If for years Hugo Chavez was politically influenced by Cuba’s “historical” leadership (as those who participated in the Revolution call themselves), it seems that this influence is now reversed. That is, the attitudes of the Venezuelan president are taken into account by the authorities of the Cuban archipelago — who seem to take note of everything and imitate and adopt what suits them — to try to unlock the hinges welded shut by the rust of their political machine.
When Chavez came to Havana in December, and perhaps compelled by his speech to his people before leaving for here — leaving Nicolas Maduro (desperate for the job) to head the government — they coincidentally published a few days later in the newspaper Granma that the Cuban Foreign Minister Bruno Rodriguez had been promoted to the Politburo. Rodriguez is a young man who in 2009 replaced his predecessor, and who has exceeded so far all the required proofs of “Fidel-ity and Raul-ity” with the completion of the missions they have entrusted to him, and the insipidness of his flattering speeches.
A few days after the resignation of Benedict XVI, other “leaves” sprouted fortuitously from Cuba’s photocopier government. The resignations of Abelardo Colome Ibarra, minister of the interior, and Jose R. Machado Ventura, first vice president since an illness in the presidential chair resulted in Raul Castro giving up the vice presidential one to move up. Both these traditional higher-ups — and they weren’t the only ones — humbly, but without saintliness, put their portfolios at the disposition of the National Assembly.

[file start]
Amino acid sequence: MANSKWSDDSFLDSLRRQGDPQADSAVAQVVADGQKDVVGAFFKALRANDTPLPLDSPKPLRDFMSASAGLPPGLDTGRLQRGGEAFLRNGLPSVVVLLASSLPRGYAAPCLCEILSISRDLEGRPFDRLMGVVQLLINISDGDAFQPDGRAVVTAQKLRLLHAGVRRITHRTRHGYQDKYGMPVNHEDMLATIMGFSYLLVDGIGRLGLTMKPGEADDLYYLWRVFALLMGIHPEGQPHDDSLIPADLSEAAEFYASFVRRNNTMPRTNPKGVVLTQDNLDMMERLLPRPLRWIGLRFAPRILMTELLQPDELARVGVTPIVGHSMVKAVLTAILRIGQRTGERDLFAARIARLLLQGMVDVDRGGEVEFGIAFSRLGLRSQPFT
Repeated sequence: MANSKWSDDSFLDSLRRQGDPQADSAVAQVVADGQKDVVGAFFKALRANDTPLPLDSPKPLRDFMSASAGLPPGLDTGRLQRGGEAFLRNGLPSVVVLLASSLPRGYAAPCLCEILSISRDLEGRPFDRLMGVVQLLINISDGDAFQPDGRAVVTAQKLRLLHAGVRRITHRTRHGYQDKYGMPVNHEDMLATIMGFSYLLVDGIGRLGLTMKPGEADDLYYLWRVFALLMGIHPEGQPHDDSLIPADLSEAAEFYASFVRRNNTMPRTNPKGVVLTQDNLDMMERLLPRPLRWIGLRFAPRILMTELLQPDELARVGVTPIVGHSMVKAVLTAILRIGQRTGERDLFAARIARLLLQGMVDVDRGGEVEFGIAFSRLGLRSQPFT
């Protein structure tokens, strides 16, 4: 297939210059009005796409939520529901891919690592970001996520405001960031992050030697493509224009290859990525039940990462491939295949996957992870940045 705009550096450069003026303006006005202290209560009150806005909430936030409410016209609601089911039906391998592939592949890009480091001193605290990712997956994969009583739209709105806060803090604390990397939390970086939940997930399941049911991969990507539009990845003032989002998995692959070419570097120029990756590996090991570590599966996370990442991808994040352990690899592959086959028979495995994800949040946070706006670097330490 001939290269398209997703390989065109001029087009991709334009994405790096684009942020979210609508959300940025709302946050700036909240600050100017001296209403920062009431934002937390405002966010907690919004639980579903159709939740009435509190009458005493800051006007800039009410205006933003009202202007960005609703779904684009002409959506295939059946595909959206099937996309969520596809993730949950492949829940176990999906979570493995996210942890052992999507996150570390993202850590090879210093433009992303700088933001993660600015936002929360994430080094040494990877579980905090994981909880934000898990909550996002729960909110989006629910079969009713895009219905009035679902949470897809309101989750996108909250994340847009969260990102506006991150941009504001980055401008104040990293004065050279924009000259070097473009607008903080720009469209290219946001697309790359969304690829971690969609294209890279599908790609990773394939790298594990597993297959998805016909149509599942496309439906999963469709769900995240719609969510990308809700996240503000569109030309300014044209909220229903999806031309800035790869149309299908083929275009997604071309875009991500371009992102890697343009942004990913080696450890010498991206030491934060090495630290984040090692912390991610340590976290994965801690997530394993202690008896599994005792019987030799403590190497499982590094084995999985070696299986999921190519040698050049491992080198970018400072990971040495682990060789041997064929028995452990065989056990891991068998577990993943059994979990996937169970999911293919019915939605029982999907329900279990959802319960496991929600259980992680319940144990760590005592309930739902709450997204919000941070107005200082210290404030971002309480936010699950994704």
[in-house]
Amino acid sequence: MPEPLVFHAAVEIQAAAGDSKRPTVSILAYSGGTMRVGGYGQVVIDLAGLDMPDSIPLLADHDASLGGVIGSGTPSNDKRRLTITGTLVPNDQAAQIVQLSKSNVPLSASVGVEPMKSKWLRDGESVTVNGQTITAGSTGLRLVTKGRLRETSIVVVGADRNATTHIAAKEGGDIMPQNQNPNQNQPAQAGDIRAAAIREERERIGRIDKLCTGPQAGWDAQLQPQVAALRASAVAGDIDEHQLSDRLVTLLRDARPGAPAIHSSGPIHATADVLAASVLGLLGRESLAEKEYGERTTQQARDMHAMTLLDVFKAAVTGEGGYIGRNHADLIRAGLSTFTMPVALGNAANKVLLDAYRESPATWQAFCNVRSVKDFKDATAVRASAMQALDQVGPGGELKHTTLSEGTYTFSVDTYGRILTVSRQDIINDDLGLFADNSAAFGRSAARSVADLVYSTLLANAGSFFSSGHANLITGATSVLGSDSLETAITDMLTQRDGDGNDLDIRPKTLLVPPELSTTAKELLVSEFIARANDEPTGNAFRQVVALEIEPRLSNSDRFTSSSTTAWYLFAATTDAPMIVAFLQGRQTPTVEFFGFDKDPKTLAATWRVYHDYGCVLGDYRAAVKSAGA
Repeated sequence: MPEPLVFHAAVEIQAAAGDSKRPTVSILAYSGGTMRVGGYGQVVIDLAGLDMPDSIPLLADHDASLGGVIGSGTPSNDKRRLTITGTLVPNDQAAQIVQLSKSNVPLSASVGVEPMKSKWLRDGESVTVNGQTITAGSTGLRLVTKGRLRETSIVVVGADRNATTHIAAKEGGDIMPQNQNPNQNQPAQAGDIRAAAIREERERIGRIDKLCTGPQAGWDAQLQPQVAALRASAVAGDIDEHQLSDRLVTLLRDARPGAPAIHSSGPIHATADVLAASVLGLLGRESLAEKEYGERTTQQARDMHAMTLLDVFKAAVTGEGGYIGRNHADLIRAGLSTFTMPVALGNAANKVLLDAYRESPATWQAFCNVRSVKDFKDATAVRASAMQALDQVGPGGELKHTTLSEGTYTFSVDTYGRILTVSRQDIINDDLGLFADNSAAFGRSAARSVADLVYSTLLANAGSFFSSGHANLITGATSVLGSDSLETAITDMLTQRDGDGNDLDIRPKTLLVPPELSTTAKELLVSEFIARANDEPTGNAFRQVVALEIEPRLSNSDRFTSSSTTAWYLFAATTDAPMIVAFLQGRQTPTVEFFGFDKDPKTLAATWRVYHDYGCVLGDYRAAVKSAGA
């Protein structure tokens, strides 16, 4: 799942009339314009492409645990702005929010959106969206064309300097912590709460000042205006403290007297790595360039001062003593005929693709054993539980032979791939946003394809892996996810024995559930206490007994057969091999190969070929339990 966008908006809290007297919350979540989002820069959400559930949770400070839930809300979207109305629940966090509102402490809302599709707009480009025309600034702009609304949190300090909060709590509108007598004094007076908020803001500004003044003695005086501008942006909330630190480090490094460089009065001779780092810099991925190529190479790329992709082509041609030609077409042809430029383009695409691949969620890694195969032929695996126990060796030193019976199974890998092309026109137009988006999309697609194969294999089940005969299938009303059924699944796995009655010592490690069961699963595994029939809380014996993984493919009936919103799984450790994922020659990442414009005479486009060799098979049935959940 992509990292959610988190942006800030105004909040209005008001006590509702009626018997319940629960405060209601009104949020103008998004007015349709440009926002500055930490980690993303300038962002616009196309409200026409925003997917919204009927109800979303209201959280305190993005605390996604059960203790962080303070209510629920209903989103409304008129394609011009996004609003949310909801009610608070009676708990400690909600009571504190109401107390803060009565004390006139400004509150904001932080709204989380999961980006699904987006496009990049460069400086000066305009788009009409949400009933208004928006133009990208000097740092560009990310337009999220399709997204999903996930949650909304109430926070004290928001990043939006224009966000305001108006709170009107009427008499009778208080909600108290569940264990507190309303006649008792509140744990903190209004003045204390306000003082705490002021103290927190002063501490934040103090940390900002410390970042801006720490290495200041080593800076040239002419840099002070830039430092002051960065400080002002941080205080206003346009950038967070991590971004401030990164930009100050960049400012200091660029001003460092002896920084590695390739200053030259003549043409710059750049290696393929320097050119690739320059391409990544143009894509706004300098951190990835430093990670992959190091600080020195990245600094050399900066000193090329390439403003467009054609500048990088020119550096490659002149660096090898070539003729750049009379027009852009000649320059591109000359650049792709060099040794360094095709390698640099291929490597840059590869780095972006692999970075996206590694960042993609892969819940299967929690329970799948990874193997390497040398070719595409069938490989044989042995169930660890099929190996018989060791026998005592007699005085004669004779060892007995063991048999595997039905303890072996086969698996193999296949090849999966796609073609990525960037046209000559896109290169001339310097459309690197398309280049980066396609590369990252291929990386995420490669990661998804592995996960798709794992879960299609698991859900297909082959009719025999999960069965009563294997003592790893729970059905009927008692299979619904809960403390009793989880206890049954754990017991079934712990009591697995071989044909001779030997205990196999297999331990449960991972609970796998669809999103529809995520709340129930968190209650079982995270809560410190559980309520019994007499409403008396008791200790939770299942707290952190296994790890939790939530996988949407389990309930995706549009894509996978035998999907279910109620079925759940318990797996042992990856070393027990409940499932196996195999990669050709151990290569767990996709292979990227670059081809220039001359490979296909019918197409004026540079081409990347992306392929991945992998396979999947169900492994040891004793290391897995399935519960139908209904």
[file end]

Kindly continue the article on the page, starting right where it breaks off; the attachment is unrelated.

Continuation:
The evidence the number one Cuban had been leaving around for a few years about who his “chosen one” would be, to wit Miguel Diaz-Canel Bermudez, bore fruit recently with the vote to make him Cuba’s first vice-president. With these impressions they have created a file with a renewed image of the totalitarian regime. Raul-ity and renewal seem to be the “R’s” that will begin to de-revolutionize everything that was change to drag the country down and freeze it in Caesarism.
With the perspective of Chavez’s deteriorating health and of money and investment from the United States, the real leaders in power are sending the message of change when the biological clock or the logistic and geopolitical conditions force it, not when it is demanded by society and the nation.
We need real reform in which the branches of government become independent, policy alternatives are recognized, other political parties are decriminalized, there are fundamental rights and freedoms, and genuine, transparent and democratic, elections that represent the different ideological colors of society.
I hope the historical leaders enjoy good health, so that Diaz-Canel — like his Venezuelan counterpart (as I said in a Tweet) — is not assigned the sad task of becoming a spokesperson for another leader, as if he didn’t have other things to do.
It seems that not only talent but a well-learned script, unconditional loyalty to the maximum leader of the only party (which also is the state), the ability to praise them and avoid the “honey of power” accusations from the elite, among other more minor attributes, are the merits of greater weight when appointing and promoting some to the country’s most important positions in despotic and dictatorial regimes.
Translator’s note: This post was published in Spanish before Chavez’s death.
5 March 2013